The suit was brought by various plaintiffs after growing constitutional concerns about the NYPD’s stop-and-frisk policies under Bloomberg and Police Commissioner Ray Kelly. The number of police stops climbed steadily after Bloomberg took office in 2002, climbing from 97,296 to a peak of 685,724 in 2011. Approximately 88% of these stops did not result in an arrest or summons, and more than 86% of those stopped were black or Latino.
At trial, 12 plaintiff-witnesses described 19 out of more than 4 million stops which occurred between 2004 and 2012. The plaintiffs argued that their testimony proved that the NYPD “laid siege to black and Latino neighborhoods… leaving people afraid to leave their homes,” and that the NYPD used “race as a proxy for reasonable suspicion.” But the City countered that the plaintiffs “failed to show a single constitutional violation much less a widespread pattern or practice.”
The plaintiffs’s case was aided by a smoking gun: a taped statement in which an NYPD Deputy Inspector told another officer to stop and frisk “the right people, at the right time, at the right location.” When the officer asked for more specifics, the Deputy Inspector replied, “I told you at roll call, and I have no problem telling you this, male blacks 14 to 20, 21.” Ouch!
The City tried to mitigate this statement by explaining that the officer was so advised “not because law abiding blacks are more suspicious generally but because robberies and grand larcenies in (the area) were reportedly being committed by black males ages 14-21.” But that doesn’t seem very reassuring in the face of such a blatant directive to stop young male blacks.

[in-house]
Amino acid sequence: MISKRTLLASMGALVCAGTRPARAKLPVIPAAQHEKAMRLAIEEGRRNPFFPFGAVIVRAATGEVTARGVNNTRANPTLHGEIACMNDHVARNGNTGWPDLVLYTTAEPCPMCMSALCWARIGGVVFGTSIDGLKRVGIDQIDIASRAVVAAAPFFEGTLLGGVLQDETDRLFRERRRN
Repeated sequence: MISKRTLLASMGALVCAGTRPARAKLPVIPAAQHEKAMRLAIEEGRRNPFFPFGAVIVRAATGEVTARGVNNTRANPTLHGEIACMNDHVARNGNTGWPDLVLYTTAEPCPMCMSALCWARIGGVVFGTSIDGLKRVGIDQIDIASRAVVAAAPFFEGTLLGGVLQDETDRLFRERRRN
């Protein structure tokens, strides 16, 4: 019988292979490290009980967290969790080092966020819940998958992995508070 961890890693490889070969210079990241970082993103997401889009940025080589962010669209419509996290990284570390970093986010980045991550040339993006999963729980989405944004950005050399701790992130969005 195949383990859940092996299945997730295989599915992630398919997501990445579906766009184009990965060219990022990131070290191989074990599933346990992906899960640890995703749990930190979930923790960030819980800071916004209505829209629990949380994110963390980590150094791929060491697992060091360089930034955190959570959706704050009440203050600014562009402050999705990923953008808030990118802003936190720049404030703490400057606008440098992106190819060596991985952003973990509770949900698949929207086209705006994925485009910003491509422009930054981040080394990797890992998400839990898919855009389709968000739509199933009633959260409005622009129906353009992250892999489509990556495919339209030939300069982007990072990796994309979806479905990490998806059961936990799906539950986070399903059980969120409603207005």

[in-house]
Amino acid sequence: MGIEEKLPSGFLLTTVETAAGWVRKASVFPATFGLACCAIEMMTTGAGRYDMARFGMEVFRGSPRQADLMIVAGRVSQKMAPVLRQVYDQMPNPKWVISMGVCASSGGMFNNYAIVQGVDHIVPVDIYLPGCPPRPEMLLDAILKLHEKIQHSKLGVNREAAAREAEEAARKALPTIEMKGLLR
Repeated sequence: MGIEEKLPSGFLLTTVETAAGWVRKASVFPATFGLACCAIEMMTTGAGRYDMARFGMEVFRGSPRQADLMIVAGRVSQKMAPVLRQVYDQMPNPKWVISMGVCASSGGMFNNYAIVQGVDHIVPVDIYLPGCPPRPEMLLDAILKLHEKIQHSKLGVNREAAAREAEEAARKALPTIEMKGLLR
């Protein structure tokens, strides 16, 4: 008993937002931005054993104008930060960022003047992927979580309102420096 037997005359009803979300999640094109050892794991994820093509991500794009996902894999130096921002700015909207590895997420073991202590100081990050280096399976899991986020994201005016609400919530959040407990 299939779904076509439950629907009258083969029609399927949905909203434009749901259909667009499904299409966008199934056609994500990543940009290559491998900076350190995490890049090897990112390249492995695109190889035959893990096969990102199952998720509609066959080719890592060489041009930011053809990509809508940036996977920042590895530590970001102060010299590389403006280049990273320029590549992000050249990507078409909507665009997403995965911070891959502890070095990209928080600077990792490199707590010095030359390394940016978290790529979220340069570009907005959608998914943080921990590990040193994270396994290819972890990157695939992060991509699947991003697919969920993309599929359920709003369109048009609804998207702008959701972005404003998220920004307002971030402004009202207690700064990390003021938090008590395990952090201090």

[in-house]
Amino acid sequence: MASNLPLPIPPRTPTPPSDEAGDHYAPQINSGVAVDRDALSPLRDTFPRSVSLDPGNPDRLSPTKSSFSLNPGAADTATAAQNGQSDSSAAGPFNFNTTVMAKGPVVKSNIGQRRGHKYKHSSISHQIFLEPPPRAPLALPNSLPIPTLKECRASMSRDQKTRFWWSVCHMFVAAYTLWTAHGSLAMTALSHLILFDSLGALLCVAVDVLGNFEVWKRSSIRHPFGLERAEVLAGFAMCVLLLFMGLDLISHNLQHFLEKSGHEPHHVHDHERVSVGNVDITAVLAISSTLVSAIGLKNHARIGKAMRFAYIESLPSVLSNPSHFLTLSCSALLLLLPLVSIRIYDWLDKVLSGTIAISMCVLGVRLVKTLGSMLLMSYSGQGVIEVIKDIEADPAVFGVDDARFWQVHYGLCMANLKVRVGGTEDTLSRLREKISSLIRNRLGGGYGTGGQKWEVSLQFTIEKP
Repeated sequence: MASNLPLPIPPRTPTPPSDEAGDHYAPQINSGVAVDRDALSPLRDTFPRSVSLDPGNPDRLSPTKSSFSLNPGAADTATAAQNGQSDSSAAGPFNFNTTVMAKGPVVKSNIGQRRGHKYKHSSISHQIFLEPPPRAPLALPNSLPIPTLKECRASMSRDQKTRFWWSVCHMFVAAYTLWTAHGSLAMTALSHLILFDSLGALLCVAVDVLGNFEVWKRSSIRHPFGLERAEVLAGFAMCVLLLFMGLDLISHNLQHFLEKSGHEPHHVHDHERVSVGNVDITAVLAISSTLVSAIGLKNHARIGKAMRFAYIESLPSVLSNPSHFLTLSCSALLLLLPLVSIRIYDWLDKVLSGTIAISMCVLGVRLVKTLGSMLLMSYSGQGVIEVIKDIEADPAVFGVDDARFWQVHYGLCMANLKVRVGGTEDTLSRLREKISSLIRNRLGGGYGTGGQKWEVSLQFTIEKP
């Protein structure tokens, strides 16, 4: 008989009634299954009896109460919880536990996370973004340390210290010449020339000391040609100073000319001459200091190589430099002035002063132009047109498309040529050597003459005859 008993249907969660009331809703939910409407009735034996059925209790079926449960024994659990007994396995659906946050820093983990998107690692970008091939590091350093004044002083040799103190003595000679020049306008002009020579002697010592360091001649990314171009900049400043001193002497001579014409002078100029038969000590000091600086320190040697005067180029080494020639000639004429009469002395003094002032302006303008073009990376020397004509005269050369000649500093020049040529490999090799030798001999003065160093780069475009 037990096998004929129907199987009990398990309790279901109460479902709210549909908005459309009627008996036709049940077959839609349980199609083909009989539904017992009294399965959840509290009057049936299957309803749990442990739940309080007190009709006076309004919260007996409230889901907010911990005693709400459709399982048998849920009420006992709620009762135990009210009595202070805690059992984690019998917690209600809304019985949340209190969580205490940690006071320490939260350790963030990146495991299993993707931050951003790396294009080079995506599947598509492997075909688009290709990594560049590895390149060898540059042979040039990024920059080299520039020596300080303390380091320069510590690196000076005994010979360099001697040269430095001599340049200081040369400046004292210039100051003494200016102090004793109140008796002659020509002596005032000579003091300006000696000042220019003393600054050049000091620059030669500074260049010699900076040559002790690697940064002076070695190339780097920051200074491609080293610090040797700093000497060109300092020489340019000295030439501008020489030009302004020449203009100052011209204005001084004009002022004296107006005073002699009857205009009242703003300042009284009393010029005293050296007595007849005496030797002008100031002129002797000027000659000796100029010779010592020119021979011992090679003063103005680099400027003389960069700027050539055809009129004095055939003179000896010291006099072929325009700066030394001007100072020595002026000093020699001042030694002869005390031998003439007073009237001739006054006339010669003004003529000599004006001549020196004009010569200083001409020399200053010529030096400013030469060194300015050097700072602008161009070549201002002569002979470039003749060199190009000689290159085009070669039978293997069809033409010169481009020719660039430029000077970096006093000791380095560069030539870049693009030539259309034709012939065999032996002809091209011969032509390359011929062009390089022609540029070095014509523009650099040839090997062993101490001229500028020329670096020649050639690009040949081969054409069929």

The case also included testimony from New York State Senator Eric Adams, a former NYPD officer, who said that on two occasions Commissioner Kelly publicly stated that he uses police stops to “instill fear” in young blacks and Latinos, and that every time they leave their homes they will be stopped. Ouch, again!
After finding the City liable for systemic constitutional violations, the Judge – with encouragement from the U.S. Justice – Department appointed a monitor to oversee the NYPD. All along the City has maintained that a monitor is an unnecessary interference which will hurt police morale and create even more paperwork for the officers.
The newly appointed monitor is Arnold & Porter’s Peter Zimroth, the husband of actress Estelle Parsons (who played Roseanne’s mother in Roseanne).
In spite of this huge blow, the City – or at least the current administration, there will be a new mayor by next year – maintains that the NYPD’s policies are both lawful and effective. Last week it filed a notice of appeal in this as well as a related stop-and-frisk case.